Doctors, nurses and other health care providers spend a great deal of time learning how to treat a great variety of illnesses and physical maladies. As a group they are professionals dedicated to helping alleviate the ailments that can plague mankind. Unfortunately, health care providers can also make mistakes. When mistakes are made the effects can be devastating. In fact, according to the National Academy of Sciences, approximately 98,000 Americans die from "medical mistakes" each year.
Medical malpractice is a form of negligence involving a medical treatment provider. If someone is injured as a result of a treatment provider's digression from the standard of care, that treater may be liable for the injury that has occurred. The determination of whether a medical professional has met the standard of care is based on a comparison to other professionals in the same field and the same geographical region. In other words, what would a reasonably competent medical professional practicing in the same field as the defendant, and in the same area of the defendant, do under the circumstances that the defendant was facing with respect to care and treatment of the patient?
Medical malpractice does not occur every time there is a bad outcome from treatment. It is simply a duty to provide good care according to the accepted standards of the community and/or the accepted standards of a particular medical specialty. The law generally recognizes the practice of medicine as an "art" rather than as an exact science. Therefore, some latitude is given to practitioners with respect to the manner in which they choose to address the problems of specific patients.
Medical Malpractice Damages
There are two types of damages available in medical malpractice cases, compensatory damages and punitive damages.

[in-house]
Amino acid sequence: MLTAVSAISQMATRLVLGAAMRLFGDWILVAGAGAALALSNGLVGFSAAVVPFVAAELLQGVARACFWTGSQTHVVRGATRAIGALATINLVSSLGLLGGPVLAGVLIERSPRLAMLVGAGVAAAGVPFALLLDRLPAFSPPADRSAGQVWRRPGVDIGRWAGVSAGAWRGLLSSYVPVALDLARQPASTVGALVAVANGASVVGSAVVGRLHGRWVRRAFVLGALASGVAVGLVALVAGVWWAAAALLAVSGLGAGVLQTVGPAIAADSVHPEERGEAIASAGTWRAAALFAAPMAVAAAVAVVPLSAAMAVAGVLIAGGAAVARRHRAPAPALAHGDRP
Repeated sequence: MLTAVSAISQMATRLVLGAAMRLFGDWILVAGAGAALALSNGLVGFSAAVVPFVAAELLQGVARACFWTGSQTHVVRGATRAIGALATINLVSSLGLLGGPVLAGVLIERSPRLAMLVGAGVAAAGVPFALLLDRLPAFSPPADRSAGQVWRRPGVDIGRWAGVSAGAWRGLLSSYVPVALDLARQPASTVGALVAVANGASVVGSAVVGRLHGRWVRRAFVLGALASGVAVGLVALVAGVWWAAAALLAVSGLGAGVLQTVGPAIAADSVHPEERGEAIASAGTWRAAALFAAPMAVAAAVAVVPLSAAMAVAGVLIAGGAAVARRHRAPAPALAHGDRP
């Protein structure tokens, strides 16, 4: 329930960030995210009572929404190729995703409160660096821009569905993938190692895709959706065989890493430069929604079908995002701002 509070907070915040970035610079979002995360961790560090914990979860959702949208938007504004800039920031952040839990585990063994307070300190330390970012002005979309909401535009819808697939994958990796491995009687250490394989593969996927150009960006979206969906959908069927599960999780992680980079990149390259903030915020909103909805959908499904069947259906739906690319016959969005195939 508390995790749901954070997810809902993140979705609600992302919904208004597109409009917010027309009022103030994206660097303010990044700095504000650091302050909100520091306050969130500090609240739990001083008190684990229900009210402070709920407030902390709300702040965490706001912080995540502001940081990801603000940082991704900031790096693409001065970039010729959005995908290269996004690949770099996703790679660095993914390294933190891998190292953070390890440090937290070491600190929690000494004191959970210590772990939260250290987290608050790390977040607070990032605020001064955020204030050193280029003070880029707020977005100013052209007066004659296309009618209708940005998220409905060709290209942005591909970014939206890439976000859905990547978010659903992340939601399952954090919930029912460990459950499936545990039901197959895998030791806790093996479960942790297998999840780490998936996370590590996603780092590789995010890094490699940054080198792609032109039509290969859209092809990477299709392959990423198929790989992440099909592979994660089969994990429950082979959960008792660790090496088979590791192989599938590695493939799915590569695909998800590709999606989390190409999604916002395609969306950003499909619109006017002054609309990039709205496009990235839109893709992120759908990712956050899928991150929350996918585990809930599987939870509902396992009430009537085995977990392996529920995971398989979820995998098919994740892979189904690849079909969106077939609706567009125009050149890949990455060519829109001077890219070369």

Compensatory damages are designed to, in a word, compensate. To the extent possible, these types of damages are meant to make the person as "whole" as possible. Generally, these damages can be broken up into two sub-categories, actual damages and general damages. Actual damages seek to reimburse a plaintiff for financial losses sustained. Actual damages typically include:
Malpractice victims can also sue for general damages in addition to actual damages. General damages include the things that can't be precisely documented in dollars spent, including
Damages are also available in cases where the plaintiff is able to prove that he or she was not provided with proper informed consent.
Punitive damages may be awarded in certain cases. Punitive damages are not based on actual injuries sustained. Rather, they are a way to punish the defendant for intentional or grossly negligent conduct. It is fairly uncommon to see punitive damages in a medical malpractice case. However, it is not unprecedented.
If you or a loved one is in need of legal assistance, call Ray Hodge & Associates at (316)269-1414. The initial consultation is free of charge, and if we agree to handle your case, we will work on a contingency fee basis, which means we get paid for our services only if there is a monetary recovery of funds. In many cases, a lawsuit must be filed before an applicable expiration date, known as a statute of limitations. Please call right away to ensure that you do not waive your right to possible compensation.